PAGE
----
Many of us believe the phrase “Black Friday” comes from the idea that retailers operate at a financial loss before Christmas Day, but that isn’t exactly the actual story. The Black Friday Beginnings are rooted in so much more than the highly anticipated shopping frenzy phenomenon we all feverishly celebrate on that faithful day in November.
We’re all familiar with flashing banners and the corresponding glee we feel as our faces are flushed with the neon reflection from our computer screen displays. The lighted icons and clickable links promote “Best Black Friday Deals”, and “Find Amazing Black Friday Perfect Gifts,” but did you know before all its calendar-marking grandeur, Black Friday was simply called “Thanksgiving Day” because it was the shopping holiday that occurred after Thanksgiving?
Yes, that Friday. That famous day marking our inaugural Internet-sale-surfing the yearly shopping event even the youngest of us know as the date that falls on the fourth Thursday of November each year, but…
Why Is the First Friday After Thanksgiving Called Black Friday?
The term “Black Friday” was first coined by Philadelphia police during the early 60s, and referred to the mad rush of holiday shoppers seeking door-buster sales that took place on the day following Thanksgiving, which is now considered one of the biggest shopping days. Online retailer reports now regularly announce shopping increases many magnitudes of its original size over the years. This is because of online shopping, department stores, and retail stores’ amazing sales during Black Friday.
Black Friday Beginnings
Businesses attempted to transition to a more optimistic description they hoped would make the holiday season (and the retail sale term itself) more fitting by attempting to substitute the term with “Big Friday,” but Black Friday was too firmly ingrained in the American lexicon, so it grew in popularity until it firmly took root in the late 1980s when major retailer owners started spreading the red-to-blue story (red is the accounting color of financial loss, and blue—or black—is the accounting color of financial profit).
Both for online deals and for the shopping frenzy of your local retailer, Black Friday was said to be the biggest buying period in America. Ironically, most major retailers achieved their biggest sales revenue on the Saturday before Christmas. But in recent times, Black Friday has reigned supreme, and has even been partnered with other holiday promotions such as Small Business Saturday and Cyber Monday.
Wall Street’s Black Friday
Interestingly, Black Friday was even given another meaning, one completely unrelated to shopping; in 1869, Wall Street financiers Jay Gould and Jim Fiske headed a conspiracy to corner the national gold markets at the New York gold exchange. Their plan was to purchase as much of the precious metals as they could, intending to drive prices sky-high.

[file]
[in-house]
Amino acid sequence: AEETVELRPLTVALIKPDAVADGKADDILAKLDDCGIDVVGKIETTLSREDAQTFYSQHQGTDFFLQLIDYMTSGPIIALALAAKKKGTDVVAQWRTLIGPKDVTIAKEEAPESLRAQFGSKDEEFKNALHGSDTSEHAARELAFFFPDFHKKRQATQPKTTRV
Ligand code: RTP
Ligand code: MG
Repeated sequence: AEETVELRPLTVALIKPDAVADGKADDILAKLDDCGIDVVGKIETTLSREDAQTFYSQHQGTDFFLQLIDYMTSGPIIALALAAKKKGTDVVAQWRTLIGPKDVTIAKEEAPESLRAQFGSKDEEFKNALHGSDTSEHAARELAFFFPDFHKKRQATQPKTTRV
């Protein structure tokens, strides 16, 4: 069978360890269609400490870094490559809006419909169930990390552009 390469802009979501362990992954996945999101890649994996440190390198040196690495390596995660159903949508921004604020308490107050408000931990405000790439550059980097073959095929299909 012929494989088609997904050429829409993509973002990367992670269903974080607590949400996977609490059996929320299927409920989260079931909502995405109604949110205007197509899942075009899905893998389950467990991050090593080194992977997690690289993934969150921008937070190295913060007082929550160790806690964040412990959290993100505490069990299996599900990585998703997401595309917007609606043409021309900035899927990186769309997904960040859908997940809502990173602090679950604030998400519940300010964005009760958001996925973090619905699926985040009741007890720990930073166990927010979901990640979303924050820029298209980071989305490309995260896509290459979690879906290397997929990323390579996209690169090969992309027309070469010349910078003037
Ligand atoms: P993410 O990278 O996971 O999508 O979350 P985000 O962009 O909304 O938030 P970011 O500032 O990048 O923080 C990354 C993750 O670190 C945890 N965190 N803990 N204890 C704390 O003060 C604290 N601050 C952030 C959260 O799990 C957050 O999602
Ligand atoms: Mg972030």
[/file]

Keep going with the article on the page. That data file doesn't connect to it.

On Friday, September 25th, an intervention by President Ulysses S. Grant prevented their plan from succeeding. Unfortunately, the infamous chain of events resulted in an American market calamity. The American Stock Exchange immediately crashed, causing thousands of Americans to go bankrupt. In addition, the Panic of 1873 was a result.
As the financial markets gradually returned to normal, the term took another turn, taking its place as a popular term used to mark the date when companies announce important financial news, such as quarterly earnings. Here, the Black Friday term captured the sentiment that spoke of the instance of investors selling their undesirable stocks in large numbers, resulting in a negative Black Friday for the company (and remaining stockholders). Although this can happen on just about any day of the week, it’s most common on Fridays.
The Black Friday beginnings of this phenomenon took place on November 28, 1929, when the Dow Jones Industrial Average closed at its lowest point since October of that year; fortunately, the following day, it hit a record high and has grown ever since.
The Black Friday Sale Frenzy Phenomenon We Love
Since black Friday beginnings, the term is almost universally used to describe our most favored, and busiest shopping day of amazing price drops on some of our favored delights, such as pearls, designer necklaces, and sparkling bracelets and earrings. The promise of getting a deep discount on coveted fashion jewelry — or something you never considered being able to own at such a great price — is exhilarating to many of us.
Whether an online sale, or within the crush of other price-conscious fellow shoppers looking for Black Friday Deals (and curbside pickup or coveted free shipping available), we all mark the most common use of the term “Black Friday” as synonymous with the beginning of the holiday shopping season in the U.S., but as you now know, the history of the term is much more complicated than you might have thought — now we all look forward that special date every year.
Black Friday Specials
And of course, there are Black Friday Jewelry Sale items so irresistible that they compel us to click the checkout button, all the while smiling about our successful conquests and some wonderfully attractive savings…